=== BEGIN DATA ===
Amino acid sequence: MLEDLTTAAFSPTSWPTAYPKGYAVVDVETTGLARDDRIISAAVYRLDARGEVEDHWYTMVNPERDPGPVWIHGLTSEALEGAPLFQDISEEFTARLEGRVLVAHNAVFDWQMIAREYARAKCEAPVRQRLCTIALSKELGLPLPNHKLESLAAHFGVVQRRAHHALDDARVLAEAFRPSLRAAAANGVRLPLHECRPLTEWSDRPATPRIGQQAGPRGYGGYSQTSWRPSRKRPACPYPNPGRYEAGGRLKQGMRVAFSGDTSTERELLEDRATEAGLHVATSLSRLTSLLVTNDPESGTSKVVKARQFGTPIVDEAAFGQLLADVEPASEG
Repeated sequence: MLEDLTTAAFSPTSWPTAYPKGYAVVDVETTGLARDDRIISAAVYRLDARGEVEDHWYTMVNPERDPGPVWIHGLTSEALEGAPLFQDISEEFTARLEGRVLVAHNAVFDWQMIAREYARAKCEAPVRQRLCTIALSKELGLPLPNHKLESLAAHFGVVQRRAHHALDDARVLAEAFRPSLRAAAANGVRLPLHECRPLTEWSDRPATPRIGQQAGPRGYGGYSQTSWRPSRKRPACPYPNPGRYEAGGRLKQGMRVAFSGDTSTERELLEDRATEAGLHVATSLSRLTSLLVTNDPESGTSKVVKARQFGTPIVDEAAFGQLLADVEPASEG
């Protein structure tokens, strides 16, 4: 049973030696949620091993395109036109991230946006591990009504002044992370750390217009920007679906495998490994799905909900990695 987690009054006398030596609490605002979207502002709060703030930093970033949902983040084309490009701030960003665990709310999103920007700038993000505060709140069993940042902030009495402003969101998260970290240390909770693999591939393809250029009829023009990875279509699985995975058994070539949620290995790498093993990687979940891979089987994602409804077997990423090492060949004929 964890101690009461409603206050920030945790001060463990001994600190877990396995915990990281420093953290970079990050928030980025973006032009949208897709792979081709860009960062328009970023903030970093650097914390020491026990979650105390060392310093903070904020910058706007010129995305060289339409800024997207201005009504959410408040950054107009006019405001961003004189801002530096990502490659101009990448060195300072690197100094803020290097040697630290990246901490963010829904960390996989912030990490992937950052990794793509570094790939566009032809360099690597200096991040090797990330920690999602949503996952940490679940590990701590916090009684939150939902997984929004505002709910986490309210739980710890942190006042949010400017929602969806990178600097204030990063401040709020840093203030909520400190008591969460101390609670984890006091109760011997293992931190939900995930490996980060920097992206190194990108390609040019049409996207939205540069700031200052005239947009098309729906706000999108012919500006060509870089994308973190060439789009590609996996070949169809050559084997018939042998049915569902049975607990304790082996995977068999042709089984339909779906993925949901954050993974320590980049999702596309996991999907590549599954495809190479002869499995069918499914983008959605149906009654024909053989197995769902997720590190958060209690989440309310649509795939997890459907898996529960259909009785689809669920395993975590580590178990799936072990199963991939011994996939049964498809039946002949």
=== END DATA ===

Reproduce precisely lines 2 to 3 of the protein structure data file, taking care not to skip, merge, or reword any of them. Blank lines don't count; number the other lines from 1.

Repeated sequence: MLEDLTTAAFSPTSWPTAYPKGYAVVDVETTGLARDDRIISAAVYRLDARGEVEDHWYTMVNPERDPGPVWIHGLTSEALEGAPLFQDISEEFTARLEGRVLVAHNAVFDWQMIAREYARAKCEAPVRQRLCTIALSKELGLPLPNHKLESLAAHFGVVQRRAHHALDDARVLAEAFRPSLRAAAANGVRLPLHECRPLTEWSDRPATPRIGQQAGPRGYGGYSQTSWRPSRKRPACPYPNPGRYEAGGRLKQGMRVAFSGDTSTERELLEDRATEAGLHVATSLSRLTSLLVTNDPESGTSKVVKARQFGTPIVDEAAFGQLLADVEPASEG
């Protein structure tokens, strides 16, 4: 049973030696949620091993395109036109991230946006591990009504002044992370750390217009920007679906495998490994799905909900990695 987690009054006398030596609490605002979207502002709060703030930093970033949902983040084309490009701030960003665990709310999103920007700038993000505060709140069993940042902030009495402003969101998260970290240390909770693999591939393809250029009829023009990875279509699985995975058994070539949620290995790498093993990687979940891979089987994602409804077997990423090492060949004929 964890101690009461409603206050920030945790001060463990001994600190877990396995915990990281420093953290970079990050928030980025973006032009949208897709792979081709860009960062328009970023903030970093650097914390020491026990979650105390060392310093903070904020910058706007010129995305060289339409800024997207201005009504959410408040950054107009006019405001961003004189801002530096990502490659101009990448060195300072690197100094803020290097040697630290990246901490963010829904960390996989912030990490992937950052990794793509570094790939566009032809360099690597200096991040090797990330920690999602949503996952940490679940590990701590916090009684939150939902997984929004505002709910986490309210739980710890942190006042949010400017929602969806990178600097204030990063401040709020840093203030909520400190008591969460101390609670984890006091109760011997293992931190939900995930490996980060920097992206190194990108390609040019049409996207939205540069700031200052005239947009098309729906706000999108012919500006060509870089994308973190060439789009590609996996070949169809050559084997018939042998049915569902049975607990304790082996995977068999042709089984339909779906993925949901954050993974320590980049999702596309996991999907590549599954495809190479002869499995069918499914983008959605149906009654024909053989197995769902997720590190958060209690989440309310649509795939997890459907898996529960259909009785689809669920395993975590580590178990799936072990199963991939011994996939049964498809039946002949």